Cons
The only nits I can pick here are the chunky front sight and the presence of “safety” levers. Beyond those, there’s not really anything terribly wrong with this gun.

So for rating the Mark IV…

Ergonomics (*****)
It’s easy on the grip and easy to manipulate the controls.

Shootability (*****)
It’s an easy, fun shooter. I had no malfunctions or other complaints while shooting it, save the nitpicky front-sight issue.

Accuracy (****)
The Mark IV is plenty accurate, but as a light pistol it won’t be as easy to get precision hits as would if it were 10 ounces heavier.

Customization (***)
There are a few aftermarket components available that some might enjoy, like fiber optic front sights and different trigger, but there’s not a lot you’ll want to modify here.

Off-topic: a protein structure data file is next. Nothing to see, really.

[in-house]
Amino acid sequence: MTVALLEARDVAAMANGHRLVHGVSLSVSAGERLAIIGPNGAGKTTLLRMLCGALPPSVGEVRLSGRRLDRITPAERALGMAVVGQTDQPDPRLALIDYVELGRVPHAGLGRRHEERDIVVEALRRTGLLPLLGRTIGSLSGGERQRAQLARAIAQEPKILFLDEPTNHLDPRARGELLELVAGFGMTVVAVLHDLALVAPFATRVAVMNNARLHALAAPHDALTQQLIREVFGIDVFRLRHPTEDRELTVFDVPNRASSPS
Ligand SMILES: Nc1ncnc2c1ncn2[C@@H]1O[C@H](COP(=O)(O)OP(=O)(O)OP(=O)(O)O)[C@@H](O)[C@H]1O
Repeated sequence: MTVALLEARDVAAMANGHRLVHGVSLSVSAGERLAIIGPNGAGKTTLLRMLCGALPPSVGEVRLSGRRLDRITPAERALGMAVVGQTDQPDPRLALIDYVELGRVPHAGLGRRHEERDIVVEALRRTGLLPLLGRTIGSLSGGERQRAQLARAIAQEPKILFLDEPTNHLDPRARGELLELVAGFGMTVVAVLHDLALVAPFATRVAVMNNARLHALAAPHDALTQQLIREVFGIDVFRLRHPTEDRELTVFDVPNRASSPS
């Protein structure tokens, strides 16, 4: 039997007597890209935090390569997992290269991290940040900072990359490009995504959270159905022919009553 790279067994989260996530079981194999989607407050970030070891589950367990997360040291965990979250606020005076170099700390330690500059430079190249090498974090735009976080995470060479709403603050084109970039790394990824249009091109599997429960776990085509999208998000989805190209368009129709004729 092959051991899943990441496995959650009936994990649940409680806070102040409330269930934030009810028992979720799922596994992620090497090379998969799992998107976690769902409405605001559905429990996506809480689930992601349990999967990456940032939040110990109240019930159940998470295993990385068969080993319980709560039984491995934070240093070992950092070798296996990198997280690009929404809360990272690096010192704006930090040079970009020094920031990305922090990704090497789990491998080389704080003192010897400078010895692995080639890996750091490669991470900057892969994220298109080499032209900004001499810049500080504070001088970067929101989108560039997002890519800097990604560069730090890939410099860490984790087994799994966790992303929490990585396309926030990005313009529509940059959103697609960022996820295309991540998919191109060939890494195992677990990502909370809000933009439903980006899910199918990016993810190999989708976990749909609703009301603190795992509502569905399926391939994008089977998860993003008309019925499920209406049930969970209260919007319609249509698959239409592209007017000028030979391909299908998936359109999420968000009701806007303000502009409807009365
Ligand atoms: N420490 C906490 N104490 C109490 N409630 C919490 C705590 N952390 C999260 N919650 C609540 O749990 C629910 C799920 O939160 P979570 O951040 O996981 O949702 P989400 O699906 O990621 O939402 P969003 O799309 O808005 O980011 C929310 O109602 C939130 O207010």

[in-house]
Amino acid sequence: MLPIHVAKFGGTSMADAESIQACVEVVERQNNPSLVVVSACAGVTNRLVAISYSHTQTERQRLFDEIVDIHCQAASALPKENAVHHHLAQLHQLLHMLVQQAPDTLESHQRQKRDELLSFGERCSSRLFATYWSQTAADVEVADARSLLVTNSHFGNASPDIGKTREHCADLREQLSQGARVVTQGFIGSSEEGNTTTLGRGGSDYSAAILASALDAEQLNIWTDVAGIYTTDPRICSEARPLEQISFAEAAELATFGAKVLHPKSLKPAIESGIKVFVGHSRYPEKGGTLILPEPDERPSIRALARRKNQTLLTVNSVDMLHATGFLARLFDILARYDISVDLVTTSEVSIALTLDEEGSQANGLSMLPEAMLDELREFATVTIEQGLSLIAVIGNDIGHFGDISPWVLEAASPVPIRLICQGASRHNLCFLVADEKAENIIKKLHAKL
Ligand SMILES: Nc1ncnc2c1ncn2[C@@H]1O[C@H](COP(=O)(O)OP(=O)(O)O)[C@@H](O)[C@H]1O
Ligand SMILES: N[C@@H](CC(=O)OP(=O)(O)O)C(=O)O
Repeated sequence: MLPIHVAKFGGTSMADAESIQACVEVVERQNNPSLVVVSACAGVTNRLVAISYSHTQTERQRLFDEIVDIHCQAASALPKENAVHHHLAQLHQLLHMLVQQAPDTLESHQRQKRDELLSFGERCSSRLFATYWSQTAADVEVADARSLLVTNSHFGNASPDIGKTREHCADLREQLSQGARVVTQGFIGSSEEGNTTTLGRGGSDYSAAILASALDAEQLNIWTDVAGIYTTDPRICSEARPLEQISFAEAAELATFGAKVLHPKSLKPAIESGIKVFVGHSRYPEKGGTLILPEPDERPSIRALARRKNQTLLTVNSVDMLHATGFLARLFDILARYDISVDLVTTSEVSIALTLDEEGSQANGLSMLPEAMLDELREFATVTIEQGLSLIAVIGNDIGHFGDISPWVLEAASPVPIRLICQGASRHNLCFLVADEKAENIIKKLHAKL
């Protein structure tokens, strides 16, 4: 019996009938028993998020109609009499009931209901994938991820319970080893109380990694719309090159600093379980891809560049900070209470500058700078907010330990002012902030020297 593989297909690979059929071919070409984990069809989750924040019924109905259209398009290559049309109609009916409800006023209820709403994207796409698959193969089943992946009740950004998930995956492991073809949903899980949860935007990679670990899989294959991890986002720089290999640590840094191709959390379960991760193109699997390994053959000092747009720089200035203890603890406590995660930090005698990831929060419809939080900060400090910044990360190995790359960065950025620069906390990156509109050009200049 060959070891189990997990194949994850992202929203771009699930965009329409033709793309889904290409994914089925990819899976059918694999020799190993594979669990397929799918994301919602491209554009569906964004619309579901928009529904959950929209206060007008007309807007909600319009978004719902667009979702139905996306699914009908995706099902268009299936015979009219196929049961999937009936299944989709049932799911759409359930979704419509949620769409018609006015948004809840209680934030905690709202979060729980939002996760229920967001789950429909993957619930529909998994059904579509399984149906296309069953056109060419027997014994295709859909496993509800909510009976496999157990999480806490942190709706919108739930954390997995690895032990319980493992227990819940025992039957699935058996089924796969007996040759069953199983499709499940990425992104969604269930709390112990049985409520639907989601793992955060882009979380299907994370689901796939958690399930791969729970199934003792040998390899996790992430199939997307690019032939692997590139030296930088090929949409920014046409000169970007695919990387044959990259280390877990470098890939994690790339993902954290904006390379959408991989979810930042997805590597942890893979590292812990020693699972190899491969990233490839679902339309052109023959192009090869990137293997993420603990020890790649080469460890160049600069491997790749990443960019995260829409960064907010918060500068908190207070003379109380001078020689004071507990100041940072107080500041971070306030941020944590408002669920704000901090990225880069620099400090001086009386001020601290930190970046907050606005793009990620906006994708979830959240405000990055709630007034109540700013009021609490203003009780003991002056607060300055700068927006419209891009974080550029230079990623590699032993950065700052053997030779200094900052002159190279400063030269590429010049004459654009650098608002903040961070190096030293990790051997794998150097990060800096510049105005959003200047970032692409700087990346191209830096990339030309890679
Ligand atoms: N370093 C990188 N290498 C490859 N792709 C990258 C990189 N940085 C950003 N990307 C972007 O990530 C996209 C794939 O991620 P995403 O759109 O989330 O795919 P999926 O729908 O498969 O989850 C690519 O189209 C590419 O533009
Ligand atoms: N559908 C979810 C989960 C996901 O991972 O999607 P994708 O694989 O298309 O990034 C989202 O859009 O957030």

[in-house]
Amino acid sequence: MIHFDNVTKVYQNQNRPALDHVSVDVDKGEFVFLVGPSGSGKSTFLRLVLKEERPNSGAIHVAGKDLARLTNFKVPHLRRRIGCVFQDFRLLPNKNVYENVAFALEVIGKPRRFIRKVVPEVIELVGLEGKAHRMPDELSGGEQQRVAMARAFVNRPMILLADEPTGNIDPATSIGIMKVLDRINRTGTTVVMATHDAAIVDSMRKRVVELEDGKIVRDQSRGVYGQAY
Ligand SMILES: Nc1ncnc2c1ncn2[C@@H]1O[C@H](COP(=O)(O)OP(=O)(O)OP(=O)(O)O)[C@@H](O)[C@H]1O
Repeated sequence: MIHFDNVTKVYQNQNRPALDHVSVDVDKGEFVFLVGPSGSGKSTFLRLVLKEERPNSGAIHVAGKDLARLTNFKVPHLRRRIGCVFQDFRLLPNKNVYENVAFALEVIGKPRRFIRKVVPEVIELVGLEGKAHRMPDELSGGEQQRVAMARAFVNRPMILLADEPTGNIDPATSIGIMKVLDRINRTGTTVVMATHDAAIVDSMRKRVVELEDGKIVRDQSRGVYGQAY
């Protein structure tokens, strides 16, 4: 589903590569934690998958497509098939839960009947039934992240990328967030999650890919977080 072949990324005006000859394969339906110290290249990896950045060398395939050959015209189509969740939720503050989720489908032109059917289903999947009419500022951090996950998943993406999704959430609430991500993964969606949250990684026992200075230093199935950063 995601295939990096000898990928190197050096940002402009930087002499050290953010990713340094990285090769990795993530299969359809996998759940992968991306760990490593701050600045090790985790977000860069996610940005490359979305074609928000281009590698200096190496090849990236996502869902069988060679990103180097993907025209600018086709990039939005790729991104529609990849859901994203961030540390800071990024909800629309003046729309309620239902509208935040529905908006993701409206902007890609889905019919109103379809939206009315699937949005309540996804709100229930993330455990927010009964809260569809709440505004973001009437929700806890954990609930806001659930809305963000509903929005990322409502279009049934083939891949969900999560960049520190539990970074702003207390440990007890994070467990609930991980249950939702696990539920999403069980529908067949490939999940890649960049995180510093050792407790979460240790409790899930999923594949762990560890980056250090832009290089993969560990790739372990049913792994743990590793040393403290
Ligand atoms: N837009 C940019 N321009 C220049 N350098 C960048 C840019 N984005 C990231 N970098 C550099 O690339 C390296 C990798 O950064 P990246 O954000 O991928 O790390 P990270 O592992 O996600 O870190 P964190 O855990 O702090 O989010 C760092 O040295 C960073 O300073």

In Summary

The Ruger Mark IV 22/45 Lite is an attractive, light, easy to take down and clean, fun-to-shoot pistol with a decent price. If you’re a plinker, I’d recommend it highly to you; especially if you favor suppressed pistols. If you’re not a plinker, try the Mark IV 22/45 and see how you feel about that afterward.

22-caliber suppressors are not very expensive. Almost makes you want to get this pistol just to take advantage of that fact, right?

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About The Author
Andy Rutledge is a design professional, competitive shooter and avid road cyclist. He trains at Eagle Gun Range and elsewhere a few days a week to hone his shooting and defensive skills.